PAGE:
With Green Goal, the FIFA World Cup 2006 will be the second global sporting event to apply environmental protection criteria. The first was the Sydney Olympics. But despite these efforts, Green Goal will not compensate for all of the pollution and waste arising from the football championship.

According to the German Institute of Applied Ecology, which designed the programme, just the flights and local travel of the 3.2 million tourists who will visit Germany during the World Cup represent around 100,000 tonnes of carbon dioxide, the principal gas in the greenhouse effect, contributing to global climate change.

To make up for these emissions, Germany invested some 1.5 billion dollars in environmental protection projects in Africa and Asia in a green credit exchange. Under the Green Goal framework, it financed installations in India that produce biogas from fermented cattle manure to supplant the use of fossil fuels in community kitchens there.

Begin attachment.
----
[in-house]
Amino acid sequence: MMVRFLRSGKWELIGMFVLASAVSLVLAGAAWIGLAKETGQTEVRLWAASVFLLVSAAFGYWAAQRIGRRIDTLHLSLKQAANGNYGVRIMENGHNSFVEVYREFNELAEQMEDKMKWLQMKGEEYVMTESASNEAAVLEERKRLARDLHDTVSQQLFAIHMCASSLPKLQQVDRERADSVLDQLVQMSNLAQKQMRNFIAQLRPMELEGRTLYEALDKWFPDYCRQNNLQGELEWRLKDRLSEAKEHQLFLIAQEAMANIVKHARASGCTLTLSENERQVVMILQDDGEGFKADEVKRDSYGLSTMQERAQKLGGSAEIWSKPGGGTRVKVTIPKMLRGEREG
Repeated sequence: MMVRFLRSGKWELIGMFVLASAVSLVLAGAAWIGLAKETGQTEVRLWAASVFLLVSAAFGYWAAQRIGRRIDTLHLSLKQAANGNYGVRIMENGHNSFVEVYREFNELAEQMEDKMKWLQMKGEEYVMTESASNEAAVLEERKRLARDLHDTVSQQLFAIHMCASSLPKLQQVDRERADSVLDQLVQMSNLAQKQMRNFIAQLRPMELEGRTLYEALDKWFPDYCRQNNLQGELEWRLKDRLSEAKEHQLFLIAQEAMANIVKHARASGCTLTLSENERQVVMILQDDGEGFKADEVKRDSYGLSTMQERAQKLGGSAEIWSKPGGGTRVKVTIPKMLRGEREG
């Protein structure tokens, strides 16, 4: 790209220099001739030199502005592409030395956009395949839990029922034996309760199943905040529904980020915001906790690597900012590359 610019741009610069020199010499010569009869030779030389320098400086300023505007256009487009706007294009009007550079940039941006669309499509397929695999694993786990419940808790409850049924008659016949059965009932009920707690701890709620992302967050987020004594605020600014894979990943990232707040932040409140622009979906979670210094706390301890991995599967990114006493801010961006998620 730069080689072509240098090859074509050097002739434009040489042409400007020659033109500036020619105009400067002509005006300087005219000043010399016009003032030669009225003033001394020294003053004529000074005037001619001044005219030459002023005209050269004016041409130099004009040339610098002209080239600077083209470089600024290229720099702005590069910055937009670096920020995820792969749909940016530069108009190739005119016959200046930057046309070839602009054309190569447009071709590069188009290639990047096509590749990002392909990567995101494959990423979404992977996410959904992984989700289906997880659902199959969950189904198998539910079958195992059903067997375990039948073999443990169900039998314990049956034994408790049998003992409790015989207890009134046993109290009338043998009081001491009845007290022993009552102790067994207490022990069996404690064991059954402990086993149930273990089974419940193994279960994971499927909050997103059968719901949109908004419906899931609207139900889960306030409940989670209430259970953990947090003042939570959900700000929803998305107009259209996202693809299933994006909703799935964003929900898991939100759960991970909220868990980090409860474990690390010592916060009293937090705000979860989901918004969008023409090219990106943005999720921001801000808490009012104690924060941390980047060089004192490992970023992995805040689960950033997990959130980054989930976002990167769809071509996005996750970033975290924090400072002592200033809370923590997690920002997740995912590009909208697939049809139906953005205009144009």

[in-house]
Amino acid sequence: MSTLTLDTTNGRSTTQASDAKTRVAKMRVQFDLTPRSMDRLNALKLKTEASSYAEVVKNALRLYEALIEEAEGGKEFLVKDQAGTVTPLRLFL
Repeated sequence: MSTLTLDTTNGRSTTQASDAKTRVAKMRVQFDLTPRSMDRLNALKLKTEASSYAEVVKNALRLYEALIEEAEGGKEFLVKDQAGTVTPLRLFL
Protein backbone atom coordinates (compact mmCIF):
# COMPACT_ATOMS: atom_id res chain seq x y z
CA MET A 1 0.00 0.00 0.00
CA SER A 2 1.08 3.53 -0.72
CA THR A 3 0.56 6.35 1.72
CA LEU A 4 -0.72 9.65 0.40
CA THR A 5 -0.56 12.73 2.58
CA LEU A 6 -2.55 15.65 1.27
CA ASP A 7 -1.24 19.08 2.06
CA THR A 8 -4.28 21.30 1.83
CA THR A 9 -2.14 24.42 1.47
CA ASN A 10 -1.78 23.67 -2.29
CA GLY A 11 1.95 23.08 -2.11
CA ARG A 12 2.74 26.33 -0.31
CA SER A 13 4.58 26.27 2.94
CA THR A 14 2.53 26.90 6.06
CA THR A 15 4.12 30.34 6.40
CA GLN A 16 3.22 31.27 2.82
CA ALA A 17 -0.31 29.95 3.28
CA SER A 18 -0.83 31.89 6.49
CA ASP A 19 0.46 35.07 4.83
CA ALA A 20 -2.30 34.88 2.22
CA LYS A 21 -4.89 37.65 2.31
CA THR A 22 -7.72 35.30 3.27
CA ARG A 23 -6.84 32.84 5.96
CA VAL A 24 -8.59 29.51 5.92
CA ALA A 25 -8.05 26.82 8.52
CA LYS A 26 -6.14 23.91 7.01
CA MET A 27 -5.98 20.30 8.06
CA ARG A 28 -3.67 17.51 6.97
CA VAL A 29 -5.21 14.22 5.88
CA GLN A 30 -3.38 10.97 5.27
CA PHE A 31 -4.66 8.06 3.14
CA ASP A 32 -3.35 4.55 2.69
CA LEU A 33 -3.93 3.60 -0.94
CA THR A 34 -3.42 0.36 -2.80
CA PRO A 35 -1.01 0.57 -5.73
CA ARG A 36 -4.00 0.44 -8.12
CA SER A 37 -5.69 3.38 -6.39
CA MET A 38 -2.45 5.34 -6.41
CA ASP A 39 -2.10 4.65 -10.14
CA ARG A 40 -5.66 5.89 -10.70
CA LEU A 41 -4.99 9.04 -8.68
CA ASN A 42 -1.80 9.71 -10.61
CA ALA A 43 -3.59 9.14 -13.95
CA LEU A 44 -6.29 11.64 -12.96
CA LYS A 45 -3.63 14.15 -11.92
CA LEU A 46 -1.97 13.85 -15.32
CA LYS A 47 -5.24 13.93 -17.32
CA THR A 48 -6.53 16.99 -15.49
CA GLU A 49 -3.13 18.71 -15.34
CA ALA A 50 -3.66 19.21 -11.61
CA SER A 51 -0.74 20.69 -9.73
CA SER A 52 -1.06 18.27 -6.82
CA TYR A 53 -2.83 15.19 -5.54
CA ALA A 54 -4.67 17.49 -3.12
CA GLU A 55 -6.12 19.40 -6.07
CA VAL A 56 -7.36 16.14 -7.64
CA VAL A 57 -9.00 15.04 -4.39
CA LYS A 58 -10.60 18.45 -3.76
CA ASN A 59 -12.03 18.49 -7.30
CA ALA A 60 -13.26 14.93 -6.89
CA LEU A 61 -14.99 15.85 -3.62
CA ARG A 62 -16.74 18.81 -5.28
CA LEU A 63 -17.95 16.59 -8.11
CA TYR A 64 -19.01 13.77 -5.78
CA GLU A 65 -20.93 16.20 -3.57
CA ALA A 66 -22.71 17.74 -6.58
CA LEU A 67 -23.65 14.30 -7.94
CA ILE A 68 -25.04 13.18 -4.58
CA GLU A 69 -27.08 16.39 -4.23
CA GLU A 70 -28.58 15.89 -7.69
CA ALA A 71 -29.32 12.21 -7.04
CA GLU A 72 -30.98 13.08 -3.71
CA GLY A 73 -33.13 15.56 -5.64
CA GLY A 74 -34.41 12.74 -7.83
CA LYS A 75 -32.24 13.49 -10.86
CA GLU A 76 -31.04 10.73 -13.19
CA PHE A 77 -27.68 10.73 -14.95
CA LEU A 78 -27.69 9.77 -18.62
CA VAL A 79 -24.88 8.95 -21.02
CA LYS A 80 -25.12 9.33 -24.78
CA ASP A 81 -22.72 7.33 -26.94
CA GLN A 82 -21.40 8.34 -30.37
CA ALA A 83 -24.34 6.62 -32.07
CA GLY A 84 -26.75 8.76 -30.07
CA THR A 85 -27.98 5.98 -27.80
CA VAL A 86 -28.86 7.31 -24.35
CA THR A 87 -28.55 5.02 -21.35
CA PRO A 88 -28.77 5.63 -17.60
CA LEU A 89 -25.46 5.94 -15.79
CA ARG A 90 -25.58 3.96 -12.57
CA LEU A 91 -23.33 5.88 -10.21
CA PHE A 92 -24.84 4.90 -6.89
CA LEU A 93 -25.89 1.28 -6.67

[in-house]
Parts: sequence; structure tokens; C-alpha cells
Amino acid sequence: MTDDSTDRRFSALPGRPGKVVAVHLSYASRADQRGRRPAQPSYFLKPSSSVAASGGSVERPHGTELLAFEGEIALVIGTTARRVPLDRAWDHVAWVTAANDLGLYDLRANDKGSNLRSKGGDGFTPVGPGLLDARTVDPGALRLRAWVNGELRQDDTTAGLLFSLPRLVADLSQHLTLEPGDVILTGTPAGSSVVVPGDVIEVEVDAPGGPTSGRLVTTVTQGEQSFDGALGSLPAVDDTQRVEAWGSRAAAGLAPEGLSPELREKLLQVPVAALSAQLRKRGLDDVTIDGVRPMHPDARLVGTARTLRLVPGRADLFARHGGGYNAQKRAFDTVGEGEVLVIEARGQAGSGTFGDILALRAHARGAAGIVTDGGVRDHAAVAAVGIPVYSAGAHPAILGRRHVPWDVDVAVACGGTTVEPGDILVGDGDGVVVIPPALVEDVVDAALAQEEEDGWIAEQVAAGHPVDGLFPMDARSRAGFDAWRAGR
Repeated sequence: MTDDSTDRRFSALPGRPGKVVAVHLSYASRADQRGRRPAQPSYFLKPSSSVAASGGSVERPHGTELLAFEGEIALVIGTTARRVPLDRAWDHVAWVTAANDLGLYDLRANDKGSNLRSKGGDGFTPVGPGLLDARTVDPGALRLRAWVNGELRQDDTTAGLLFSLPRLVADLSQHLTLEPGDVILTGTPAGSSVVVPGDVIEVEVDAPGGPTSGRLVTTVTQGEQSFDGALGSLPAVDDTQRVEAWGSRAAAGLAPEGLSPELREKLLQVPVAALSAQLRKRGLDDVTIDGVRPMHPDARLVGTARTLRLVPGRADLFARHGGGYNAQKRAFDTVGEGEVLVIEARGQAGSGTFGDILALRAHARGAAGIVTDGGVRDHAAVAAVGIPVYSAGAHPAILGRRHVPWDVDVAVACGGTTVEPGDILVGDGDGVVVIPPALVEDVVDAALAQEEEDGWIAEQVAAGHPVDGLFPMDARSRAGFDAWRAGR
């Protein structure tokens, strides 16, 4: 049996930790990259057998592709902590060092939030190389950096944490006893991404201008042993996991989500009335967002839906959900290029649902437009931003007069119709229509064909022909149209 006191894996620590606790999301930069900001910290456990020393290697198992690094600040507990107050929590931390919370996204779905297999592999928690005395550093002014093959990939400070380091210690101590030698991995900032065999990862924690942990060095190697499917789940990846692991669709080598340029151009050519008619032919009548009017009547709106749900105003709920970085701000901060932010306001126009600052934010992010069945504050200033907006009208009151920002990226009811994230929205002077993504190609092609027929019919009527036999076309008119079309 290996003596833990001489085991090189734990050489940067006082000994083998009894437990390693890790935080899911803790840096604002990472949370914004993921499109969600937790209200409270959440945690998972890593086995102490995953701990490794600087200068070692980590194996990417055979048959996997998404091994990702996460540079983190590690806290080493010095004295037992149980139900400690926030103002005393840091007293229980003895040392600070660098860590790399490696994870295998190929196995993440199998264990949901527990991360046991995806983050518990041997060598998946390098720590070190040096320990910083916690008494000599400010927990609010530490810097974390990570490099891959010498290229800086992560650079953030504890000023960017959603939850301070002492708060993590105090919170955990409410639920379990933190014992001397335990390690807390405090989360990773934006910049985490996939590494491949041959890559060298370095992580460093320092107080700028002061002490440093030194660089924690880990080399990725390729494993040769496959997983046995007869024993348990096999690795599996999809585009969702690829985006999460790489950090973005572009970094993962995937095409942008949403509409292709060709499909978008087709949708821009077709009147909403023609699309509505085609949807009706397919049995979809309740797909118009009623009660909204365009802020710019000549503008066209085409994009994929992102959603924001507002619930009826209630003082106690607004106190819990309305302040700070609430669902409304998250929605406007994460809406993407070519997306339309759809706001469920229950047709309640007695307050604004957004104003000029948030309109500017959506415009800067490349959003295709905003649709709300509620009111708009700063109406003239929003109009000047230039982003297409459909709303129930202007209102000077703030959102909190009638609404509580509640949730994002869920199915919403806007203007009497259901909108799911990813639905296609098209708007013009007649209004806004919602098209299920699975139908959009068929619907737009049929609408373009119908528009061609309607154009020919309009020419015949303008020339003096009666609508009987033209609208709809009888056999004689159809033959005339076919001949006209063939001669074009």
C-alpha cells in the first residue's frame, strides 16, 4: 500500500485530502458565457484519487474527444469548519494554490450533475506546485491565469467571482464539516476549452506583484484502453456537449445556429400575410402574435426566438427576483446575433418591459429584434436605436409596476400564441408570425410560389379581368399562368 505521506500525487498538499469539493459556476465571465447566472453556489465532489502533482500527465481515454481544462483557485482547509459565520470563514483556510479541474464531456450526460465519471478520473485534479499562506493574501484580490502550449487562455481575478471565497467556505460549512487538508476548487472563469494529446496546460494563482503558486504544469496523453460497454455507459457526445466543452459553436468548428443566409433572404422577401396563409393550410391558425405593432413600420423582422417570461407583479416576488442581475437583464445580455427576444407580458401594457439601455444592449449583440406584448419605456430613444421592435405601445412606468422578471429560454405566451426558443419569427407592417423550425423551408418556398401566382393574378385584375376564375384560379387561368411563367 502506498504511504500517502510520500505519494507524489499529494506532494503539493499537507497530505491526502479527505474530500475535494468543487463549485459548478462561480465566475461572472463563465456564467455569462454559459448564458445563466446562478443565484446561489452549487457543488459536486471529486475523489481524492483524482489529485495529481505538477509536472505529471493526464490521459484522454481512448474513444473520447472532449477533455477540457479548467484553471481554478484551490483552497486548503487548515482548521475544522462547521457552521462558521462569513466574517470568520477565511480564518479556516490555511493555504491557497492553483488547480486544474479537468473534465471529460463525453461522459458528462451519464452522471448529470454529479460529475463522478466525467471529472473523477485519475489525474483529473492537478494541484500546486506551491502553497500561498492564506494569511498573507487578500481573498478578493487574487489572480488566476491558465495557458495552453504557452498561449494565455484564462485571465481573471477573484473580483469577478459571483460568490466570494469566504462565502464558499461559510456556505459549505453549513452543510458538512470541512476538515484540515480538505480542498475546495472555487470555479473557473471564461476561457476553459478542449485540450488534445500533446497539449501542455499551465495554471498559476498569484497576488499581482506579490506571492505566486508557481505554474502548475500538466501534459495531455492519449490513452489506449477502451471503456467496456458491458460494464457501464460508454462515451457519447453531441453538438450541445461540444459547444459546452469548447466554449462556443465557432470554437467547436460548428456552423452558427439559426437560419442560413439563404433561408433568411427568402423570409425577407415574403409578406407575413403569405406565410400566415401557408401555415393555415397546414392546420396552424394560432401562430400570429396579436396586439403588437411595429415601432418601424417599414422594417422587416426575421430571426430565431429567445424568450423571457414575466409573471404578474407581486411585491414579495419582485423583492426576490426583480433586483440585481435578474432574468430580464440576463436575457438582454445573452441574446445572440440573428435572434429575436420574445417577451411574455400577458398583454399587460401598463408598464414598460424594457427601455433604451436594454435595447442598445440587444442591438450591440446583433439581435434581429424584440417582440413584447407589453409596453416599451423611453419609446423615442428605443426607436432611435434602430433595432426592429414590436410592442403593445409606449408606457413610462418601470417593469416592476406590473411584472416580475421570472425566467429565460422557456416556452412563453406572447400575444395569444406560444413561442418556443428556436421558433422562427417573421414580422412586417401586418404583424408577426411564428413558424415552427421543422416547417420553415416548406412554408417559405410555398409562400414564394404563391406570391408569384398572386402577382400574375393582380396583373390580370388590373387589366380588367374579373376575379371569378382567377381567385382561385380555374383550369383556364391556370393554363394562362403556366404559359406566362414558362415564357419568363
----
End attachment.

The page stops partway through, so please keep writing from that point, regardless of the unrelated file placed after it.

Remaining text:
However, the programme has not satisfied all German environmentalists, who have even criticised the Nici company for using a dangerous chemical in the manufacture of the stuffed toy version of the World Cup mascot, Goleo, a lion wearing a football jersey. The company denied the claims made recently by the German group Okotest, which studies the safety of consumer products.

“To think that the destructive environmental effects of a global tournament can be 100-percent compensated is an illusion,” Rüdiger Rosenthal, of the German federation for environmental protection, BUND, told Tierramérica.

Rosenthal stresses that the official environmental balance of the 2006 World Cup underestimates the carbon dioxide emissions from the extra commercial flights that will be transporting the national teams, guests of honor and tourists. Instead of the 100,000 tonnes of carbon dioxide emissions projected officially, the environmentalists calculate that the transportation emissions associated with the month-long event will reach 250,000 tonnes.